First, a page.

In this student-created video, people share their experiences of being excluded and encourages the acceptance of diversity. Created by high school students from American University's Discover the World of Communication Summer Program held at University of California Berkeley during the Summer of 2011.
This student-created video promotes the film, Not In Our Town: Light in the Darkness, with three simple words to counter hate: I Am Human. Created by high school students from American University's Discover the World of Communication Summer Program held at University of California Berkeley during the Summer of 2011.
After a series of anti-immigrant attacks by local teenagers ended with the hate crime killing of local immigrant Marcelo Lucero, art students at Patchogue-Medford High School wanted to do something positive for the Lucero family and spread a message of peace. Over the course of a year, students gathered after school to create We Are All United: No One Walks Alone, a mosaic dedicated to Marcelo Lucero.
From Facing History teacher Julie Mann, who is screening the full-length documentary Not In Our Town: Light in the Darkness with her students at Newcomers High School in Queens, NY. There are two documents. The first begins discussion using several short clips available on NIOT.org: the Light in the Darkness trailer, Joselo's Journey Part 1, Raising the Curtain on Unity and Embracing Differences, all of which can be found here. The second document provides discussion questions for small groups after screening the full-length film. This lesson is part of the Not In Our School Video Action Kit, a comprehensive toolkit featuring films, lessons, and resources designed to motivate students to speak out against bullying, and create new ways to make their schools safe for everyone.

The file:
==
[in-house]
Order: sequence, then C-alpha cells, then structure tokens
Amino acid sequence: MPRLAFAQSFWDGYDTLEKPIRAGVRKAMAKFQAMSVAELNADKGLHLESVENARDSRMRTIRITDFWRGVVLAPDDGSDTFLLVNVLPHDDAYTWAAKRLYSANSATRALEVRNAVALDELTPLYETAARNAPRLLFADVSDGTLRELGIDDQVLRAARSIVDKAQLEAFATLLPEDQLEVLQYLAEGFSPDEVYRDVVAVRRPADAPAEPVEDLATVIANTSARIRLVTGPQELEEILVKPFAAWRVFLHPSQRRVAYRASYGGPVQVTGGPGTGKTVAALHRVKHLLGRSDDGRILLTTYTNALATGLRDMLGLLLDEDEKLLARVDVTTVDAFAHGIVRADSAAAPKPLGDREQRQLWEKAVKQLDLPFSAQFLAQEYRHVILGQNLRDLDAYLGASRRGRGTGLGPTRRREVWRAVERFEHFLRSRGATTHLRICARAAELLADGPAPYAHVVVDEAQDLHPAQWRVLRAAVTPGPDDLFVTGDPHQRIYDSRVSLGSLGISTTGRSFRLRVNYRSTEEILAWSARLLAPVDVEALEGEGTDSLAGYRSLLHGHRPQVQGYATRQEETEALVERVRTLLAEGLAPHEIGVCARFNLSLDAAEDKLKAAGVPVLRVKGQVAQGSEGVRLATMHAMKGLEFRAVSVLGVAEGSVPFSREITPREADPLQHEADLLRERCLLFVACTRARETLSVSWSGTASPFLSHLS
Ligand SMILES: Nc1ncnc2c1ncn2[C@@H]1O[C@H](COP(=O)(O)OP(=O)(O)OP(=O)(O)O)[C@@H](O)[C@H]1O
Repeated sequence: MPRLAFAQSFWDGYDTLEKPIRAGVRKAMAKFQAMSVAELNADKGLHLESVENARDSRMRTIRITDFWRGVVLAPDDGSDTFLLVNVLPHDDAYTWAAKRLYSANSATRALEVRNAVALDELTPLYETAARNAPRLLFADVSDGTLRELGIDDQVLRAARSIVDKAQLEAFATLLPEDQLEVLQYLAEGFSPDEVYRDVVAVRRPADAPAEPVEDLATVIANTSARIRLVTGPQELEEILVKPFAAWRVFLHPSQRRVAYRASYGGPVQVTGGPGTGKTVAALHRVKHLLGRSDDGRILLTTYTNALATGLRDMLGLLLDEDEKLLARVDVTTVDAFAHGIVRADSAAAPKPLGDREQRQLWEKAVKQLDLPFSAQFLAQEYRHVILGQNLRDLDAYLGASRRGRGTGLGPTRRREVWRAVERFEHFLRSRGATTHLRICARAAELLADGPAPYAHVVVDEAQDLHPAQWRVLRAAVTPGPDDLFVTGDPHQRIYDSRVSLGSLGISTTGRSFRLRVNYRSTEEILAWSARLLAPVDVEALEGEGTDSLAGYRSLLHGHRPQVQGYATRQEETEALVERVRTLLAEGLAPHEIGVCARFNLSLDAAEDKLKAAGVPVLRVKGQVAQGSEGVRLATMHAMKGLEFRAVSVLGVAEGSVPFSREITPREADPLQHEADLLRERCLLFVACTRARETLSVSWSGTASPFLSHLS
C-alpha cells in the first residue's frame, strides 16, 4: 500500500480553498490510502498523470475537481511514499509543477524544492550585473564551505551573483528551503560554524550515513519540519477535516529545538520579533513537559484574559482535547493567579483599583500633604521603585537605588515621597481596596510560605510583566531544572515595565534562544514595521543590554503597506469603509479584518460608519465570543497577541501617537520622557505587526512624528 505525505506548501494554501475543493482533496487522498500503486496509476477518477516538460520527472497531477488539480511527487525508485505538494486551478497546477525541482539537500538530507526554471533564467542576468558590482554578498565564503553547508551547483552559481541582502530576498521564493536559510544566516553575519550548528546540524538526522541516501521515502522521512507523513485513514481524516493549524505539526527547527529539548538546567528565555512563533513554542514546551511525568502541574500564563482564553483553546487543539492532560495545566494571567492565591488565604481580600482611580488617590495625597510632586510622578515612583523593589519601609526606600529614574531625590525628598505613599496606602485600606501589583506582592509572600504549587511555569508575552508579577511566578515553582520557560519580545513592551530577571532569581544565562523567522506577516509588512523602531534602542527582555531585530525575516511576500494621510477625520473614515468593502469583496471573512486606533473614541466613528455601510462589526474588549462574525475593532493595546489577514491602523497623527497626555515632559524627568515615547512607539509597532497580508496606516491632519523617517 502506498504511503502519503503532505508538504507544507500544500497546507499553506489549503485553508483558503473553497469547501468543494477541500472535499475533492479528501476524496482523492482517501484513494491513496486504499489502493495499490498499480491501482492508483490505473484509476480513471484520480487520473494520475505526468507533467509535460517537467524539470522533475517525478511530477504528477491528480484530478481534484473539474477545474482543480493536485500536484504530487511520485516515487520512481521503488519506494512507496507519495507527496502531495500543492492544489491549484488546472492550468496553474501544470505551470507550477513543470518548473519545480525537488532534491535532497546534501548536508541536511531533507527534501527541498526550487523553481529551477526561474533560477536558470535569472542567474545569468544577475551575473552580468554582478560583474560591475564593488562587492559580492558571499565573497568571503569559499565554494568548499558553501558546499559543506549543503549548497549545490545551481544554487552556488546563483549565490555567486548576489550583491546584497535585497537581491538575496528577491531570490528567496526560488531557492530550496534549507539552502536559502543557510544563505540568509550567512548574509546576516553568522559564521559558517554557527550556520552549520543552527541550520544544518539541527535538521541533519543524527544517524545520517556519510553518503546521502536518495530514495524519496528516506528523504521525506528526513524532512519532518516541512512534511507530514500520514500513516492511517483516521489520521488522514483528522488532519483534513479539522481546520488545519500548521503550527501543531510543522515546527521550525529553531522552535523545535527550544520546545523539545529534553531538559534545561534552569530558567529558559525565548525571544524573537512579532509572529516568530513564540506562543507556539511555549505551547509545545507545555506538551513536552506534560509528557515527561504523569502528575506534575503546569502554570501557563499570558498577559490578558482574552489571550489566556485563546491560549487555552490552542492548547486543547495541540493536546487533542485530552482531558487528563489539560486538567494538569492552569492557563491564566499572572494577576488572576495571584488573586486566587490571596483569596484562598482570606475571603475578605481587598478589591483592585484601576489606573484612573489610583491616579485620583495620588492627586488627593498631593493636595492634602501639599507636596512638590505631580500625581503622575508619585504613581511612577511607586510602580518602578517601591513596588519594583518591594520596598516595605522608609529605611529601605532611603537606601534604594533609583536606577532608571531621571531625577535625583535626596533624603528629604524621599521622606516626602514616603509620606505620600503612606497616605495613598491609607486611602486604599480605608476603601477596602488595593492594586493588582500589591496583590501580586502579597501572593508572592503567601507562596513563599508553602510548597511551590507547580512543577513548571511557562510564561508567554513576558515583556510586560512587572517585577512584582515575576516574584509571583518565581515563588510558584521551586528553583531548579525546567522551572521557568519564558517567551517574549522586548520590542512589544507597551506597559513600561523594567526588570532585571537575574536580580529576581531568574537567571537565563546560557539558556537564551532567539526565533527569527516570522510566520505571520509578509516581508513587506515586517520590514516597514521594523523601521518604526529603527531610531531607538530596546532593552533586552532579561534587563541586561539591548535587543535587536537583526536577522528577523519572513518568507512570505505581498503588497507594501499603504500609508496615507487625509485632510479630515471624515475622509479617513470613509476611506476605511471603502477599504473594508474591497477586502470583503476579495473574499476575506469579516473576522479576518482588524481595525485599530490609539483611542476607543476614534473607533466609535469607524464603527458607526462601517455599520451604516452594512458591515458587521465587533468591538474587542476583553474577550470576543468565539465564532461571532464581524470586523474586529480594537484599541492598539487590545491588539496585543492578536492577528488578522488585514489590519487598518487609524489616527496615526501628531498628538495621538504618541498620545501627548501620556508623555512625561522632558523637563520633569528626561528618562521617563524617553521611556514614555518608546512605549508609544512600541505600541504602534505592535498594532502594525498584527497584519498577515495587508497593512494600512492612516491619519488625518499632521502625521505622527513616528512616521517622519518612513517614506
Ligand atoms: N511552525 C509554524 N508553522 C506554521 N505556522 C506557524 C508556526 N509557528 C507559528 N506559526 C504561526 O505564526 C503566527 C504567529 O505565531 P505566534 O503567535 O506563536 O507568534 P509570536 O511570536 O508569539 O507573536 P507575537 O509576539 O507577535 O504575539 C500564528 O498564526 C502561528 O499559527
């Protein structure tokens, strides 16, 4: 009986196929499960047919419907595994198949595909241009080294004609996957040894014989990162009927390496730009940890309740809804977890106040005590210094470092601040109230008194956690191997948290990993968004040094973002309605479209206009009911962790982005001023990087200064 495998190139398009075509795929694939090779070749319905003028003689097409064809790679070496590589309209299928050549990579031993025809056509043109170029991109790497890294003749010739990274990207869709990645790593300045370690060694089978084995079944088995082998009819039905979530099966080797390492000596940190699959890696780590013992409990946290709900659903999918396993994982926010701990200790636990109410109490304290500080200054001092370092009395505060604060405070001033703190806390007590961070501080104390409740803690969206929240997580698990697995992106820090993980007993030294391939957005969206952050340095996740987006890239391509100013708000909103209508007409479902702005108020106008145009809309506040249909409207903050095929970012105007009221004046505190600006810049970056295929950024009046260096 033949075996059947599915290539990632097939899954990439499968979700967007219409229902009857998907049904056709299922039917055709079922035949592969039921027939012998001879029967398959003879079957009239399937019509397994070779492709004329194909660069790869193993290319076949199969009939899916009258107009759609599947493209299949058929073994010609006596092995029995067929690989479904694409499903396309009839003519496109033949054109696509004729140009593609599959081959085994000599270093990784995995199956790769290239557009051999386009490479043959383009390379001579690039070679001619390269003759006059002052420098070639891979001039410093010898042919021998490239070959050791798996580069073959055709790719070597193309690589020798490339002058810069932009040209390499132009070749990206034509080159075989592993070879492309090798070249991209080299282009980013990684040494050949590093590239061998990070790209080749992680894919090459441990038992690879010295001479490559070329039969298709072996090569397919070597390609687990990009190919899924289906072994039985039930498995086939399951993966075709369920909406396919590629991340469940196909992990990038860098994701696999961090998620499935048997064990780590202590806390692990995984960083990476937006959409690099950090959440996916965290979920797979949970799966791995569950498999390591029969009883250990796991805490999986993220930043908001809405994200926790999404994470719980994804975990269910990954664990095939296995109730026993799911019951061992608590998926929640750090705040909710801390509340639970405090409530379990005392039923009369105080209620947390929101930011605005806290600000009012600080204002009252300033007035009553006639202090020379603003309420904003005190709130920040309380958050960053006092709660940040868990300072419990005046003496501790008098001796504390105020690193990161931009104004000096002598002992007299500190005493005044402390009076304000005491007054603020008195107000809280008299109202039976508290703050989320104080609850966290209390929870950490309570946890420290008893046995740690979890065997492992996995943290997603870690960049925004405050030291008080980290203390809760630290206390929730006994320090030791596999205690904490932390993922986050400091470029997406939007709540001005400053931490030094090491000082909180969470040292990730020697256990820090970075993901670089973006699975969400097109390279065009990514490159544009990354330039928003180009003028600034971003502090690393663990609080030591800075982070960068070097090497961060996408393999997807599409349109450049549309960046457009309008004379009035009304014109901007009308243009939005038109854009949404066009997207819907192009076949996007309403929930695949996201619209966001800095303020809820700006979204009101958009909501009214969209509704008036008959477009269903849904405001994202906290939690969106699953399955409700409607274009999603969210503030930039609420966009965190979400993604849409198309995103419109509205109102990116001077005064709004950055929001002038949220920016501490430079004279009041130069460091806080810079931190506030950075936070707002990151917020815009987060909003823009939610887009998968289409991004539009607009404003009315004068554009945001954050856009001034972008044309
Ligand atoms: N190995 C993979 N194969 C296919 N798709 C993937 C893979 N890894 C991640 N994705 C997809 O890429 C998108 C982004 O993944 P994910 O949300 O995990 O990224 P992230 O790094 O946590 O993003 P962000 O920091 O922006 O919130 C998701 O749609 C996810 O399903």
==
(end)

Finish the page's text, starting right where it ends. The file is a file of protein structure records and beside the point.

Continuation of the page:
How does Not In Our Town inspire students to talk about inclusion and take positive action against hate and intolerance? At the Jewish Community High School of the Bay in San Francisco, Gay Straight Alliance (GSA) leaders invited Not In Our Town Executive Director Jonathan Bernstein to present films and engage in conversation about working together to create safe schools and communities.
In this excerpt of "Not In Our School Palo Alto," Palo Alto High School students in Margo Wixsom's art classes design compelling posters about confronting intolerance and stereotyping. (2:34) Discussion Questions: The teacher in this video wants to show her students the connection between using statements like “That’s so gay” or “You run like a girl” and burning down churches or other violent acts of hate. What do you believe is the connection she is trying to make? Was there one art pieces and/or companion words used with the art that you found particularly inspiring or moving? Why do you think this was the case? (The video may need to be viewed more than once to showcase the artwork.) Some of these phrases used were: Hate builds walls, love builds bridges It’s not what you look at, it’s how you see Love can’t see color You can come out now, you are safe here It’s not what’s on the outside, it’s what’s on the inside that makes you who you are Can you think of examples of other forms of creative expression that have made a difference in the way you think about social or civil rights issues? (This could be a book, movie, TV show, mural, poetry, etc…) Why do you think these different mediums can be effective in engaging people in dialogue or reflection on these issues?